What to order at the economic rice stall

Economic rice, also known as cai fan, is one of the cheapest and most filling meals you can have in Singapore. It’s essentially a plate of rice with three to four dishes of vegetables and meat that you can select from 10-15 troughs of cooked food.

Economic rice is almost never paleo. You can ask for economic rice with “no rice” but the food is most likely cooked with corn or soybean oil. According to the Health Promotion Board, their view of “healthier oils” are:

“Saturated fat found mainly in butter, ghee, coconut milk, cream and blended oils can raise blood cholesterol levels, increasing risk of heart disease and stroke. Whereas monounsaturated and polyunsaturated fats found in soybean, sunflower, safflower, olive, peanut and canola oils both help to reduce blood cholesterol when they replace saturated fat in the diet.”

They will award hawkers with a “I cook with healthier oil” sticker if they use vegetable oils such as the above, despite evidence to the contrary that these oils are not good for our health.

That being said, I still eat economic rice occasionally because it’s cheap and convenient. It’s definitely not a perfect paleo meal; to get anything perfectly healthy, we just have to cook at home. But we don’t have to be perfect everyday. For days where we eat out, we can minimise the damage to our health by selecting the right food items.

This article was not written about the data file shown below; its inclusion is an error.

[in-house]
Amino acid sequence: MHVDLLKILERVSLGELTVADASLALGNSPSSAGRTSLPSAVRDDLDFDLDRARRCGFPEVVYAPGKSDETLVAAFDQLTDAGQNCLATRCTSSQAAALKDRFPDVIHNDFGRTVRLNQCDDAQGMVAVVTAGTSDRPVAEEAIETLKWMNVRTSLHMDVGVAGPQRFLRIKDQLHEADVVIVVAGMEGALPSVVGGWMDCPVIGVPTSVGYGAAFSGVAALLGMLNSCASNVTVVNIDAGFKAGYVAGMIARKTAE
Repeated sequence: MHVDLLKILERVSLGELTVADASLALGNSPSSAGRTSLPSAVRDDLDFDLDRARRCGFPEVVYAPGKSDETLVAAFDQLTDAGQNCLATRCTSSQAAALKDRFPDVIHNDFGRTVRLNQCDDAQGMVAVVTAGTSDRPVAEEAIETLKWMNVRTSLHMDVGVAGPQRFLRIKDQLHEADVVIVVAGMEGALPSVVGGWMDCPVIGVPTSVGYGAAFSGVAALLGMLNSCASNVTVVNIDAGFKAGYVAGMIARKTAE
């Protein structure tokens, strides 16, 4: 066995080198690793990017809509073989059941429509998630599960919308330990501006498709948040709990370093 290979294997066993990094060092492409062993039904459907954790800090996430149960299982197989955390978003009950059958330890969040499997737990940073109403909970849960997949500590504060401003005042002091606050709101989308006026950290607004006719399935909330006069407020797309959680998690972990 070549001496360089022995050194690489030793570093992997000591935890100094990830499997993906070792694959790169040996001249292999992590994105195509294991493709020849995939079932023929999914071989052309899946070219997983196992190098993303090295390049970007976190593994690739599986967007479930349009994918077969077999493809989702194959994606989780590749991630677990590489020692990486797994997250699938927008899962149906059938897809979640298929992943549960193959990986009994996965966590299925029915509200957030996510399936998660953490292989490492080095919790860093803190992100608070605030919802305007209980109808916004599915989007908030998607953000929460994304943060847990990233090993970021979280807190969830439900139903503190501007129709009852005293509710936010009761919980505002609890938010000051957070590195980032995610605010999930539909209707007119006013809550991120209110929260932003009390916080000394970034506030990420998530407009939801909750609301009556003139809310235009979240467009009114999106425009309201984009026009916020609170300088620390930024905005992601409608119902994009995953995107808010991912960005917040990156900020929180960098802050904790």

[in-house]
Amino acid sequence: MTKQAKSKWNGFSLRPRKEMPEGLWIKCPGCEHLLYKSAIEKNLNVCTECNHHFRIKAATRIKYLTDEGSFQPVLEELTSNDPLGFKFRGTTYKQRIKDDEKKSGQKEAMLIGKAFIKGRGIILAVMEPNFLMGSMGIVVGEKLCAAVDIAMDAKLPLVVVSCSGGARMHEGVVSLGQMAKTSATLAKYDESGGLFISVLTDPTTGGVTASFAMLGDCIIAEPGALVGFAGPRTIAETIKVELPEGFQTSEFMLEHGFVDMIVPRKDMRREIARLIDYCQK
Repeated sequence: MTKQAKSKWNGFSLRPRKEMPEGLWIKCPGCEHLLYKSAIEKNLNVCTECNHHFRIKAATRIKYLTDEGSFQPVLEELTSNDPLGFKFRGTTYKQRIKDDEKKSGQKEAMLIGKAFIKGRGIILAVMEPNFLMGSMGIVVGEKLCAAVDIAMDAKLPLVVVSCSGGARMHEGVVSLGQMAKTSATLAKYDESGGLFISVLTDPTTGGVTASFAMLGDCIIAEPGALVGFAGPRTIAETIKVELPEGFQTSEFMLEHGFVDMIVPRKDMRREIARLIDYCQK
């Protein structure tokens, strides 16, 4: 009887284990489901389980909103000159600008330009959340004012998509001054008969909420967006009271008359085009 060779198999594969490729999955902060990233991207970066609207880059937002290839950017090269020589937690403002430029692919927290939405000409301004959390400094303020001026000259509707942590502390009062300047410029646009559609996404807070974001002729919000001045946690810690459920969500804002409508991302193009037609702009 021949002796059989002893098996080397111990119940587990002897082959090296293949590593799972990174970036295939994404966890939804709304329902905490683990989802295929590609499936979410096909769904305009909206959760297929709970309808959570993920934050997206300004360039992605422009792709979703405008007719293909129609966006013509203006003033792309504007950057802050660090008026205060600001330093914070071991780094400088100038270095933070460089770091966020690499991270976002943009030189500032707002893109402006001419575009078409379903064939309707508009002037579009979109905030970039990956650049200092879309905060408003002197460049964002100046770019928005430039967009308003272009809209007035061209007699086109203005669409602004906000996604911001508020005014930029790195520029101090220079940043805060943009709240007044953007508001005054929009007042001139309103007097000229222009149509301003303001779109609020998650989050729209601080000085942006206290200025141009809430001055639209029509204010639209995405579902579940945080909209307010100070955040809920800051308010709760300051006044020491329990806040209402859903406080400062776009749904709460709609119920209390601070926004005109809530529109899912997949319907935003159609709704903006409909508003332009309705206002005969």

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Hiking in Taroko Gorge, Taiwan

My new-found enthusiasm for trail running has seen me planning more trips that involved hiking in nature. While it’s quite difficult to find friends who want to run with me in the forest, it’s much easier to find people who enjoy walking. So it was with incredible excitement that I started my recent December Taiwan trip with a hike in Taroko National Park. This is one of the country’s eight national parks and is located near Hualien City in the east of Taiwan.

We spent three days and two nights at Taroko. This trip was arranged by a freelance tour guide Ricky, who was introduced to us by a friend. I usually don’t like going on tours and being escorted around by other people but Ricky was passionate about hiking and was not your usual conventional tour guide on buses.

We went on two trails. The first was the Zhuilu Old Trail and this was supposed to have the most magnificent views in the gorge. We spent about six hours on this trail, including rest time at the top. The second was the Lotus Pond trail, which took us four and a half hours in total.

To hike the Zhuilu Old Trail, we had to get a special permit from the park that Ricky arranged for us. We started off from a bridge that spanned a valley.

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